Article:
'Intelligent discontent is the mainspring of civilization.' -- Eugene V. Debs

Tuesday, January 24, 2006

"They said it would be funny if I burned him with my cigarette" 

Former MP at Abu Ghraib, Megan Ambuhl, the woman who married Charles Graner after he broke up with Lynndie England, is out of the military and talking to the press about her old job. Her position is that the bigshots are more culpable than grunts like her because she and her peers had no idea how a war prison was supposed to be run. She says she had no training of any kind and assumed that what took place in Abu Ghraib was normal and acceptable given that the agents of institutions like the CIA were obviously crawling all over the place and that the abuse of prisoners was daily and completely out in the open.

Nothing really new here ... but her story is of some interest if for no other reason than because it is a first-person account: (from the Post)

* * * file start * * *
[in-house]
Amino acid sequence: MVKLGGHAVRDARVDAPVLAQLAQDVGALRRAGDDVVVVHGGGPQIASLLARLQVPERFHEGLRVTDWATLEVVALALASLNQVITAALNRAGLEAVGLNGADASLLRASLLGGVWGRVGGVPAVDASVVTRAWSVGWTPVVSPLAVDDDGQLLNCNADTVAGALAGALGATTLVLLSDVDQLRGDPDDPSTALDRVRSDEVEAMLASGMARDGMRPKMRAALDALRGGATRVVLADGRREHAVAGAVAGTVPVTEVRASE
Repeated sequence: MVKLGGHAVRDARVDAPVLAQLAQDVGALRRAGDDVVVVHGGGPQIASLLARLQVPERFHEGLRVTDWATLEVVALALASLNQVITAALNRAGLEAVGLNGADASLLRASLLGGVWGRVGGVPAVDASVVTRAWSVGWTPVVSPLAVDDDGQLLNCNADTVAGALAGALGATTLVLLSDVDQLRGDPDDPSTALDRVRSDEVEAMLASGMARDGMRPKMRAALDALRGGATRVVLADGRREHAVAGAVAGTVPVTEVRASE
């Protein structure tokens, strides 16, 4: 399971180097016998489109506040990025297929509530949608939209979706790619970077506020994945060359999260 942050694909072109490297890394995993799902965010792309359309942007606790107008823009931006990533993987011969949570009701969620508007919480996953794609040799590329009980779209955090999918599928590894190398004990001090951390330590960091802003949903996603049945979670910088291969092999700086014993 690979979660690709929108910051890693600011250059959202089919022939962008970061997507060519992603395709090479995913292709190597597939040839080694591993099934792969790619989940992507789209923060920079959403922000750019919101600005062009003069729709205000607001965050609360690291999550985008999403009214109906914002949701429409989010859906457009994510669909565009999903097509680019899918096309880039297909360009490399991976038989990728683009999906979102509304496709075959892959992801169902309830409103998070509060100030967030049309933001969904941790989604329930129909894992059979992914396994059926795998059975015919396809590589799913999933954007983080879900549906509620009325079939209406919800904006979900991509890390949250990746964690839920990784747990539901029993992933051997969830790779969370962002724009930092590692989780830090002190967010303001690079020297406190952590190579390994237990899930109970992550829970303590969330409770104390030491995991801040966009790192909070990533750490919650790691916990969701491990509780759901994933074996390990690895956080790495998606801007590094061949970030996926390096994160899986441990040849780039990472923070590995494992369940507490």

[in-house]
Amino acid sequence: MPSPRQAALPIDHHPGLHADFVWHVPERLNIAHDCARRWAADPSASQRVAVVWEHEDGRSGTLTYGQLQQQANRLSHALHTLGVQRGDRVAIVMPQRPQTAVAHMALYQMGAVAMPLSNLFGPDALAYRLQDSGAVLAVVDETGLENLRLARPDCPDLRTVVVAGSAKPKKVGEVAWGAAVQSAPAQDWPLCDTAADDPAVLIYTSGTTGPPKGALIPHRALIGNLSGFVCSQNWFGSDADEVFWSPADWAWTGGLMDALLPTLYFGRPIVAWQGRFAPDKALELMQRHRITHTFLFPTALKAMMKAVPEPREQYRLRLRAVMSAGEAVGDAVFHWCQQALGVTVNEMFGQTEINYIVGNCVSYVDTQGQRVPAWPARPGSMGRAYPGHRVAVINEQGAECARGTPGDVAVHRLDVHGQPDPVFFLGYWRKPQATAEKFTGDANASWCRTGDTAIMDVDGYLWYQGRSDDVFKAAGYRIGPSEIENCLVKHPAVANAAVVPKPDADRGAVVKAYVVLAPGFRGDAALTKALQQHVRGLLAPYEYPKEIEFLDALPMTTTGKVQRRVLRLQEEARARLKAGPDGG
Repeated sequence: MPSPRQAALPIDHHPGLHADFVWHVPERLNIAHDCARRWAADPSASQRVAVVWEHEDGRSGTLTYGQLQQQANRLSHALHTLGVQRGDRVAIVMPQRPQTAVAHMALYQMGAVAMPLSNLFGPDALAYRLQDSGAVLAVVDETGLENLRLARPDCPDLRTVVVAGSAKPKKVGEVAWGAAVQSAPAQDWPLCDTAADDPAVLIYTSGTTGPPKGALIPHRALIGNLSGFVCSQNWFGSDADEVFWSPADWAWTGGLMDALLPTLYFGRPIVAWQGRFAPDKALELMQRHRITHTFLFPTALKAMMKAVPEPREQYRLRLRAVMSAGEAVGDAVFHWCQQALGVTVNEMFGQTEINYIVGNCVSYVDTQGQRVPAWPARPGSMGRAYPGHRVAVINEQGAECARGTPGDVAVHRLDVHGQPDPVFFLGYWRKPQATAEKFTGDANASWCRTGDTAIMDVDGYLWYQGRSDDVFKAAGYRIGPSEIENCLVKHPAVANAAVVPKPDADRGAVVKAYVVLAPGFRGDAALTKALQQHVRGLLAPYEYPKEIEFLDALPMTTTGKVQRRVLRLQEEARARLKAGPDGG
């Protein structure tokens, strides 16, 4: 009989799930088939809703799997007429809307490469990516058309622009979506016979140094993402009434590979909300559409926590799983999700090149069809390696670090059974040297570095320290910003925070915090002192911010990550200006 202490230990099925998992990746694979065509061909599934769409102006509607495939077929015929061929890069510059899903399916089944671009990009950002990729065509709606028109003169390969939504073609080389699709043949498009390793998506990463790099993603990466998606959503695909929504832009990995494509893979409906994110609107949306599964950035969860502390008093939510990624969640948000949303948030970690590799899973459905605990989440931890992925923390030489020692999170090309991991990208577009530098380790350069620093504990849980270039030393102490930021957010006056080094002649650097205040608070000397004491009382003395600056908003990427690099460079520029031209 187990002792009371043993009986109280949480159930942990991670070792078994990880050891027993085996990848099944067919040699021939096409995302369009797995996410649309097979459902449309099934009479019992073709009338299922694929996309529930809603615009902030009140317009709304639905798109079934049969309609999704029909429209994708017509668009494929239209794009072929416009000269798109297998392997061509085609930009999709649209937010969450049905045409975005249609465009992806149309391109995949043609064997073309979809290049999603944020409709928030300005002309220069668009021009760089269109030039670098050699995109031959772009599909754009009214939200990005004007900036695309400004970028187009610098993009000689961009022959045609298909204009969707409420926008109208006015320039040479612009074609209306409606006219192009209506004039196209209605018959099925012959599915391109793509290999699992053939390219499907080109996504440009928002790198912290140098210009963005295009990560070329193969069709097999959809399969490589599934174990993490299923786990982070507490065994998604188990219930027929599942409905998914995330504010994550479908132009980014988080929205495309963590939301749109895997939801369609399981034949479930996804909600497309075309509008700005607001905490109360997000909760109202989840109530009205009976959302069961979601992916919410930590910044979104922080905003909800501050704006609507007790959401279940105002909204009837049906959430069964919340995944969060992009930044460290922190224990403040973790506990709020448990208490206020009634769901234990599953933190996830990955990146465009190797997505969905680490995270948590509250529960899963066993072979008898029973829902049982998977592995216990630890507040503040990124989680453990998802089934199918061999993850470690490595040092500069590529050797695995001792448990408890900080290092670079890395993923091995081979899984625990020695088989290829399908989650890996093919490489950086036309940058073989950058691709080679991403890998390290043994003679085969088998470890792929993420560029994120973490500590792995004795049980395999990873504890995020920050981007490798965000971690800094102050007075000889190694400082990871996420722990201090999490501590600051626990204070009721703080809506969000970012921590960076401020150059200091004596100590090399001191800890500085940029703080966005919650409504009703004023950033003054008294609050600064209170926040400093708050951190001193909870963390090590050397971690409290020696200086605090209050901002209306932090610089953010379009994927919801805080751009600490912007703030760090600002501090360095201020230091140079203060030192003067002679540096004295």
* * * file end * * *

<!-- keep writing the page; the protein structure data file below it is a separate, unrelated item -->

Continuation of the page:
Pentagon and Army officials have argued that the abuse at Abu Ghraib was isolated to a few individuals who decided to break the rules.

Ambuhl said some of the images seen in the photos depicted events that occurred every day.

"At the very least, there were a whole slew of people who knew about it," Ambuhl said. "These pictures were in no way hidden. We didn't sneak around pretending this wasn't going on."

Members of Other Government Agencies (OGA) -- a euphemism for the CIA -- were all over the hard site, keeping as many as 100 detainees there for interrogations. Once, two men with OGA had finished interrogating a detainee in a shower room and asked her to go get him.

"They said it would be funny if I burned him with my cigarette," Ambuhl said, adding that she tossed her cigarette before releasing the detainee, who was shackled to a window.

She said in hindsight she should have intervened.

"None of us were in the right frame of mind to get help for this situation," she said. "This was the norm. We didn't know any different. Maybe that's why they sent a combat support unit to do it. We wouldn't know how it was supposed to work, and we wouldn't question it.

"I wish I had done more to stop it," she said.

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